Author of the 6.5 Million-Copy Bestseller FRINDLE
To The Readers In California
To the young readers in California:
1. some personal information
I didn’t wake up one morning when I was ten or twelve years old and say, “Hey! I know—I’m going to be a writer!” That never happened. I became a writer because first I was a reader. My mom and dad were always reading, and we had a lot of good books in the home. I always got books for Christmas or my birthday. I got other things too—like sweaters and dump trucks and puzzles and games—regular gifts. I don’t have those other presents now, but I still have every one of the books, and those are some of the same books that my wife and I have enjoyed sharing with our own children. I think that same love of reading and language is what led me to become a teacher—first fourth grade, then eighth grade English, and then high school English, seven years in all. Those were wonderful years, both challenging and rewarding, and much of that time now shapes my books.
2. something special about The School Story
I’ve visited a lot of schools, and now and then kids have asked, ‘If I wrote a book, could it get published?’ And I have usually answered with something like, ‘Yes—as long as your writing is as good as all the other manuscripts being sent to publishers. Because publishers don’t care about your age or experience. They care first and foremost about the quality of your thinking and how well you express yourself on paper.’
That simple question got me thinking about all the things that would need to happen for a fifth or sixth grader to have a book accepted for publication by a major publisher. I have worked in the publishing business for fifteen years or so, and as a teacher I’ve worked with young writers, too. I’ve lived in New York City, and have visited the offices of dozens of publishers. And all that experience came into play as I began writing The School Story. I thought the book was going to be mainly about writing and publishing, but it ended up being about friendship and the special relationship between dads and daughters, too.
3. something about my writing routine
When I visited a school recently a boy asked, “Mr. Clements, is writing your whole life?” And the answer is, quite simply, no. Sometimes writing and the surrounding responsibilities of that career would try to become a person's whole life. Writing is hard, solitary work—work that is not usually helped along by continual interruptions. But the fact is, I am many other things before I am a writer. I am a son; I am a brother; I am a husband and a father; I am a church member; I am a neighbor and a citizen. And then somewhere along the way and in the midst of that life, I am also a writer. I would not be the writer I am without these so-called “interruptions.”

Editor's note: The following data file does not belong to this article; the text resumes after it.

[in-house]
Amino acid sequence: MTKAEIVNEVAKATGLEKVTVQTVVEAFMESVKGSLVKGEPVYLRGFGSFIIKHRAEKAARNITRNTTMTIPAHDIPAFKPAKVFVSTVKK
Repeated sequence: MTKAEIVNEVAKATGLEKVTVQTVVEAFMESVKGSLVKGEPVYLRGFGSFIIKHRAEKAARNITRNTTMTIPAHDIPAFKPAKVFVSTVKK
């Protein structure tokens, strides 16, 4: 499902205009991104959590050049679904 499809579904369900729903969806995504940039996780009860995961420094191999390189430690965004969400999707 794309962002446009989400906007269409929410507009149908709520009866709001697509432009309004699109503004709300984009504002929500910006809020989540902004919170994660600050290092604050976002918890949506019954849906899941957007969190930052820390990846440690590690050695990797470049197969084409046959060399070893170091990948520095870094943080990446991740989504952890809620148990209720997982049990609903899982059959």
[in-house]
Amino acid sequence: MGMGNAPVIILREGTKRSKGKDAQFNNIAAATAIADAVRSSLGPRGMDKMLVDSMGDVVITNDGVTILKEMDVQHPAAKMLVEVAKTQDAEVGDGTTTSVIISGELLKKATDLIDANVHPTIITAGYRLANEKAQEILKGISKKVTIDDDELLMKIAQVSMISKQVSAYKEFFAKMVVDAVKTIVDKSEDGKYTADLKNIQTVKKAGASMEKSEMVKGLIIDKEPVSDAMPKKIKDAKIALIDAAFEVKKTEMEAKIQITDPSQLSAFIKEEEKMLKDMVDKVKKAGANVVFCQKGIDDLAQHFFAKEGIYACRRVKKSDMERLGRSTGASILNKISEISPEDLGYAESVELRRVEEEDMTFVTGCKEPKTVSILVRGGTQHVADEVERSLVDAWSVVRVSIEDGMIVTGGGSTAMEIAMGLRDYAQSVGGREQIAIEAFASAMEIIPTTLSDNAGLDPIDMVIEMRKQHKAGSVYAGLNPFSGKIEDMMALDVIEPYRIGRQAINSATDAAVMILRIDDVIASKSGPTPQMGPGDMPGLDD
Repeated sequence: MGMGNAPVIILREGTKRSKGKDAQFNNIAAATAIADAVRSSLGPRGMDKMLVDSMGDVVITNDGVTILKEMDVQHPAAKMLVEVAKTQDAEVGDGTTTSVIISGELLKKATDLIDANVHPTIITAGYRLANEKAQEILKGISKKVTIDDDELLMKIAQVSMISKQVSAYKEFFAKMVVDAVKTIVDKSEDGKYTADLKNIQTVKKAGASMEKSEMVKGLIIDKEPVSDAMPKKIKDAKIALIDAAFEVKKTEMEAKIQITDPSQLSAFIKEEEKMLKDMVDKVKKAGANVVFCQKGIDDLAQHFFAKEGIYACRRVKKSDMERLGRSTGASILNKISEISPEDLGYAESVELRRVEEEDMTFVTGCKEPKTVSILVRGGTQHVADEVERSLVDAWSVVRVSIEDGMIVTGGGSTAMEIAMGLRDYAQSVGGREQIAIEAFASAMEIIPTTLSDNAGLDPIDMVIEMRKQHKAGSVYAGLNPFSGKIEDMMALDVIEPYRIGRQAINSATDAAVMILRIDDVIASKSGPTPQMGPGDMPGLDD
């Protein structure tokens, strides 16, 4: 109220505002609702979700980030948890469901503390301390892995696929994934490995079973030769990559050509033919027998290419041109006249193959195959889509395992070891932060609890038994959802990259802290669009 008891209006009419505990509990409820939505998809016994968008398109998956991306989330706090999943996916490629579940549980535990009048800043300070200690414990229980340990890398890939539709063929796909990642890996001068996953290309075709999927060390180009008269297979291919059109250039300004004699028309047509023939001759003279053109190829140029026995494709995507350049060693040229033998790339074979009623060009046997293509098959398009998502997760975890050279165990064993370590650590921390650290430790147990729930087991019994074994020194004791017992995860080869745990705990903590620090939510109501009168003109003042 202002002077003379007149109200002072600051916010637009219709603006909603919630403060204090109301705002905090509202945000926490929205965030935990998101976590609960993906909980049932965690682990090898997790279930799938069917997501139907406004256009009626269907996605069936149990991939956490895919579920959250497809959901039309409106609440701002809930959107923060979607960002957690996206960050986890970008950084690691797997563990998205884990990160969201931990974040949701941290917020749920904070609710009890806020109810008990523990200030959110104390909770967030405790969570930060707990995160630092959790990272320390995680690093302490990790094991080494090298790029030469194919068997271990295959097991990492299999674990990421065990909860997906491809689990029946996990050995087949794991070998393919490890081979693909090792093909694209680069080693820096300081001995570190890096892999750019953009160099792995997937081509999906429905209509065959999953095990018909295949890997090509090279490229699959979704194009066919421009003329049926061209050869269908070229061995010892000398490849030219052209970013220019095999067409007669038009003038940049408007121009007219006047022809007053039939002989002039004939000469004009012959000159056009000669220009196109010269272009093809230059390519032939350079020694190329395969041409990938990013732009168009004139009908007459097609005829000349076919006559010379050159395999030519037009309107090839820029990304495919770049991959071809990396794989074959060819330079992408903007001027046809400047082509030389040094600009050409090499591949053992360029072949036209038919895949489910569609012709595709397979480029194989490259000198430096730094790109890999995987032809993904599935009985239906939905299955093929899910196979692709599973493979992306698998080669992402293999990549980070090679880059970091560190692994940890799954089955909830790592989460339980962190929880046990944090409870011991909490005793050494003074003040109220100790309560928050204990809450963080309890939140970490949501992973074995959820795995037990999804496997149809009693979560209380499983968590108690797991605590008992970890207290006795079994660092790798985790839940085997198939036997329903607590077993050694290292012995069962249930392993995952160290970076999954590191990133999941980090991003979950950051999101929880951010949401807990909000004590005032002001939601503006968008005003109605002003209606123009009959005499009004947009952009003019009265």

So my writing routine isn’t very routine. I try to write every day, especially when I’m in the middle of a novel. But I find that even if I can’t actually walk out my back door and shut myself up in the little shed where I write, I can still work, because the biggest part of writing is thinking—and I can do that anywhere at any time. I always keep paper and pencil handy, and lately I’ve come to rely on a little digital voice recorder to help me capture ideas when they come trotting along.
4. some of my favorite books
There are some “superbooks” that are always at the top of almost any list, books that belong in classes of their own—books like the Bible; books like the complete plays and poems of Shakespeare; books like Homer’s Odyssey. So there’s a start to a favorites list.
Then we move down the scale into Huckleberry Finn and Tom Sawyer, really, all the writing of Mark Twain, fiction and non-fiction alike. Then it’s on to Dickens and Yeats and Wordsworth—after all, I studied English literature! Then there’s The Call of the Wild, Jane Eyre, Crime and Punishment, and a host of other novels –wonderful literature, world literature.
One of my favorite books, and truly one of the best novels ever written for kids or grownups, is Charlotte’s Web by E. B. White. It’s one of those great works of art that can be read every five years throughout a person’s lifetime, and it will become better and richer with every reading.
Among picture books, one favorite is The Sailor Dog by Margaret Wise Brown, with pictures by Garth Williams.
5. some other interests
I play the guitar and write songs. I like to ride my mountain bike. I like to hike and camp, though I wouldn’t call myself a hiker or a camper—or a mountain biker, for that matter. In the winter, I’ve been known to clamp fiberglass boards to my feet and then try to stay alive on snowy slopes. I am a continual putterer, and my basement workshop is a happy clutter of well-used tools. I love to read, but must now read less than ever in order to keep my own writing on track.
I haven’t meant to, but I have collected a lot of pens (called frindles by some). I don’t keep them for display purposes, or because they may be rare or valuable, but rather because I enjoy using them. I love to doodle and draw and simply make marks with ink on paper. It’s something I never tire of.
My favorite thing in all the world is simply to walk with my wife—it doesn’t matter where, or for how long. The company is everything.